Alice Snedden: I love paying tax – imagine if churches did too

Paying tax is one of the easiest and most useful ways to contribute to society, but a centuries-old law means churches don’t have to do it. In the latest episode of Bad News, Alice Snedden asks: is it time that law be reconsidered?

Watch Alice Snedden’s Bad News – Churches and Charity and other episodes in the series here.

My general approach to tax is that I love it and I think we should all be paying heaps of it. It’s a tangible way of proving that collectively we’re a community with shared desires and that we need each other to truly thrive. I mean, look at all the great things we get to do with it. Healthcare! Education! Roads! All the good stuff comes from tax and personally, I want to pay lots of it. I’m always surprised when people don’t share the same view as me. It’s the easiest, laziest way to do your part.

Full disclosure: I don’t completely understand the tax system. I don’t know how to claim stuff, I’m never sure exactly how much I owe and I don’t know why I get some tax returned. So, as an adult who’s self-employed, I made the very wise decision to get an accountant and for the most part, I leave it to them. However, as an adult who’s also worried that my ignorance will one day humiliate me, I’ve done my best to learn about it. And it was in the process of learning about tax that I first discovered that churches are exempt from paying any.

This struck me as a strange loophole because surely churches, more than anyone, would be keen to contribute to their communities. But it also felt strange because the rationale behind this exemption is that the church is undertaking charitable work and this charitable work is deemed to be the “advancement of religion”. Of course, I’m in favour of charities receiving tax breaks, but I cannot get my head around how advancing religion is in and of itself a charitable purpose.

When I was 12 I had my confirmation into the Catholic church. I wore silver cargo pants and a silver vest. It was not a typical confirmation outfit, but I was also not a typical confirmation. From a young age, I was extremely sceptical of the church but my parents were devout Catholics and raised me to attend services every Sunday. Once I turned 16, they reasoned the decision was now mine. On my 16th birthday, the decision wasn’t difficult – I didn’t go to church again, except for special occasions.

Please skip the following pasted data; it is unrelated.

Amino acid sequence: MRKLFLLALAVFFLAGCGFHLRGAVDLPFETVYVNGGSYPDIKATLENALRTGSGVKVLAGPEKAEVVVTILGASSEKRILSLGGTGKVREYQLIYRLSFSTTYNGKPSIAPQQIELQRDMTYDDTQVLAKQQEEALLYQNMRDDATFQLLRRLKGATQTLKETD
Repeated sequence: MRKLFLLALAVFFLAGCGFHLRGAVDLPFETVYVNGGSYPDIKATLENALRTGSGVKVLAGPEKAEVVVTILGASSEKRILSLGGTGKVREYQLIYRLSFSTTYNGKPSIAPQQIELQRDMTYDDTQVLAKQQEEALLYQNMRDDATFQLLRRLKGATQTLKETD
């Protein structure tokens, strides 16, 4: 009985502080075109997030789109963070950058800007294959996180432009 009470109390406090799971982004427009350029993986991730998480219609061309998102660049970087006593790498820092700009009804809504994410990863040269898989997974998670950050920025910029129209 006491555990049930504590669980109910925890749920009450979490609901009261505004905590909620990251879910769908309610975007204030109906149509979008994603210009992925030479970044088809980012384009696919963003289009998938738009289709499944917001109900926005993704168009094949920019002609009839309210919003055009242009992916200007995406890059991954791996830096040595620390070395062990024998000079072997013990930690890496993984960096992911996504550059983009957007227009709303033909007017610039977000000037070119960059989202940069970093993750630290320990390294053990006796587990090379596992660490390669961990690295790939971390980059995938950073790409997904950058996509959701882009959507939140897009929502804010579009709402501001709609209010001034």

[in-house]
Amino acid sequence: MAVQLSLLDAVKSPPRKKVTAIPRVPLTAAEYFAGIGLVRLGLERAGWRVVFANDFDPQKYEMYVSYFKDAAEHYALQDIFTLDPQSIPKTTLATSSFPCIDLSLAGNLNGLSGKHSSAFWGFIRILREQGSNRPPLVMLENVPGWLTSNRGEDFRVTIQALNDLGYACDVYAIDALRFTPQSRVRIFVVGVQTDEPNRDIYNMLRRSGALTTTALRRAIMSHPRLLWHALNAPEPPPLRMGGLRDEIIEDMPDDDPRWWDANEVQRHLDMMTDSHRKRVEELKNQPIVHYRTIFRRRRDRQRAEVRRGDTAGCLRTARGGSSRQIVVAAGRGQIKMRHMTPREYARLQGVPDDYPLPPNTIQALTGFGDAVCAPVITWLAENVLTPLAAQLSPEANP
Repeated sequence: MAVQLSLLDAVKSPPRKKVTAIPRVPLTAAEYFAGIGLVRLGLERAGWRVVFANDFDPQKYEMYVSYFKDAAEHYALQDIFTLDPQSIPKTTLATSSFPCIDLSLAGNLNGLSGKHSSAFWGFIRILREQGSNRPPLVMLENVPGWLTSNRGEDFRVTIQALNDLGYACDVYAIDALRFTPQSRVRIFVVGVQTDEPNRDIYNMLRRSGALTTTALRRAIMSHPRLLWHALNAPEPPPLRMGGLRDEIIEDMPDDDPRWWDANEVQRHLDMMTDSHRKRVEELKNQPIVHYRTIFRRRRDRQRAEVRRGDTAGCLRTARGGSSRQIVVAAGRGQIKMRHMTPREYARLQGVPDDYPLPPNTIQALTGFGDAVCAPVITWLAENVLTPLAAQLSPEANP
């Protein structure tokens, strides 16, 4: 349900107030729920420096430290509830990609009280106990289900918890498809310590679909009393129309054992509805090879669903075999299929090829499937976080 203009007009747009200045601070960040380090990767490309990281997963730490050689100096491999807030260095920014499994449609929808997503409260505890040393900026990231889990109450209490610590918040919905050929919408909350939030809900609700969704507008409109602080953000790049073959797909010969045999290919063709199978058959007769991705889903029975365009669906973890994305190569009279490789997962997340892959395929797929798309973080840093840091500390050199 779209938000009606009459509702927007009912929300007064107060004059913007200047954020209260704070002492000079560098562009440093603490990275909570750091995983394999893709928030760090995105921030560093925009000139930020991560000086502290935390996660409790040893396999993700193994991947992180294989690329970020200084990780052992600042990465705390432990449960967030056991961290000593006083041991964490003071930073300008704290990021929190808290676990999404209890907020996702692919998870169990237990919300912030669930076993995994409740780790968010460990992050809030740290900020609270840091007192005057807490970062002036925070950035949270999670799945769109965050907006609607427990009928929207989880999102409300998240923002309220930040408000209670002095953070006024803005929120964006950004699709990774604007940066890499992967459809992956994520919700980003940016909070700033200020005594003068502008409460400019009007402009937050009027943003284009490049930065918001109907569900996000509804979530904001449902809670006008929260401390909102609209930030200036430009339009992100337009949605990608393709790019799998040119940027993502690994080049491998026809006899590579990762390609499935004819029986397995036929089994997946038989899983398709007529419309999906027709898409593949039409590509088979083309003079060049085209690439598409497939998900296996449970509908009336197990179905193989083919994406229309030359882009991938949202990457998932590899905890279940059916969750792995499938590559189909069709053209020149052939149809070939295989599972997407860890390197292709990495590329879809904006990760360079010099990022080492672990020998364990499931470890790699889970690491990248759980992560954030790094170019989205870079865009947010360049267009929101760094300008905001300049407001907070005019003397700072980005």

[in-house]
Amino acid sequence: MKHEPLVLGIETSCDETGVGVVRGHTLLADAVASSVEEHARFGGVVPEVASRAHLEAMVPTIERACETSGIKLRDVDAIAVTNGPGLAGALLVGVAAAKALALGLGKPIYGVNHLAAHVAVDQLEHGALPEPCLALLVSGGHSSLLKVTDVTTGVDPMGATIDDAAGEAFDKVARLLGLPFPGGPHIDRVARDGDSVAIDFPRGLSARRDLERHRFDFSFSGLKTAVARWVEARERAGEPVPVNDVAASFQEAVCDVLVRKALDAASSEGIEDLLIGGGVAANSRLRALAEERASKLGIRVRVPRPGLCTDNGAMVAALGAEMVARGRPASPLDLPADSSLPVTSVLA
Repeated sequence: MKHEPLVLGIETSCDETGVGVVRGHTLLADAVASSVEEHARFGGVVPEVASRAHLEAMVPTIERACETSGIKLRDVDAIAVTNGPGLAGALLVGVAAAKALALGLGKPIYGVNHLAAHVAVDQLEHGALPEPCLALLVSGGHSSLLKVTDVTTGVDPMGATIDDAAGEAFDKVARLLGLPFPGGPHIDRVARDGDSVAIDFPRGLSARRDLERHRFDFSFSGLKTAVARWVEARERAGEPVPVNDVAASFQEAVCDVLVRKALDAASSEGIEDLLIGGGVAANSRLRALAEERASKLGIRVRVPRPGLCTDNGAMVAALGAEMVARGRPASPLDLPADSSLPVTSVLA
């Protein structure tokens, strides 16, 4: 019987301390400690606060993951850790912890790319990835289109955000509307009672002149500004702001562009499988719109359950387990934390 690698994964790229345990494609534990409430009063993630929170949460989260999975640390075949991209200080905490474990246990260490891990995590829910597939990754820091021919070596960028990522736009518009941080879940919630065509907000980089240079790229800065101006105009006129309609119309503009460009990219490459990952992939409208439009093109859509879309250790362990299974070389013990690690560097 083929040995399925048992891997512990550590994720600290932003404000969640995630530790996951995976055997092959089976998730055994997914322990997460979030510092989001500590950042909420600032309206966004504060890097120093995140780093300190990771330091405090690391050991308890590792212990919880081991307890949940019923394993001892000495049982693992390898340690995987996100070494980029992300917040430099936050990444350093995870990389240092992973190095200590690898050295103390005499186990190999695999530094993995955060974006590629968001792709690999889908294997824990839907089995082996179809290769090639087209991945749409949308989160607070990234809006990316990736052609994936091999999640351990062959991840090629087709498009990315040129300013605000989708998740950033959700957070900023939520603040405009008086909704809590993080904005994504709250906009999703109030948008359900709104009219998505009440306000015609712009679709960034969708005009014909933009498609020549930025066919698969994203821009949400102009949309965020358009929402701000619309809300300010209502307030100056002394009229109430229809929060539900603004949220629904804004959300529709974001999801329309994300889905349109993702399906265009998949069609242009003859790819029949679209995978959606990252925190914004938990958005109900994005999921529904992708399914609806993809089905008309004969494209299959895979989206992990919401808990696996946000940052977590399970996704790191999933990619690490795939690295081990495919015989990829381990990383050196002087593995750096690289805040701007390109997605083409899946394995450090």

Personally, I haven’t had a bad experience with the church. In fact, my dealings with the church were mostly positive. It was a generous community of people I liked; I grew up around priests and nuns and I loved hanging out with them. Over the years, my biggest gripe with the church was just that I found it boring and that it was on at the same time as Gilmore Girls.

But I could never reconcile my personal experience with the wider church. Even knowing my parents and admiring their values and integrity, and how these were shaped by the church, I still view it as a backward and oppressive institution. Regardless of my experience, it’s undeniable that not only has the church perpetrated and covered up widespread abuse, it also continues to preach homophobia and systematically oppress women.

So when the government offers tax breaks on the basis of the advancement of religion, I have to question: what is it we’re advancing? Which part of the religion is the government happy to implicitly endorse? Because as a tax-paying citizen, I have no interest in conferring benefit on an organisation that explicitly excludes me on the basis of my gender and sexuality.




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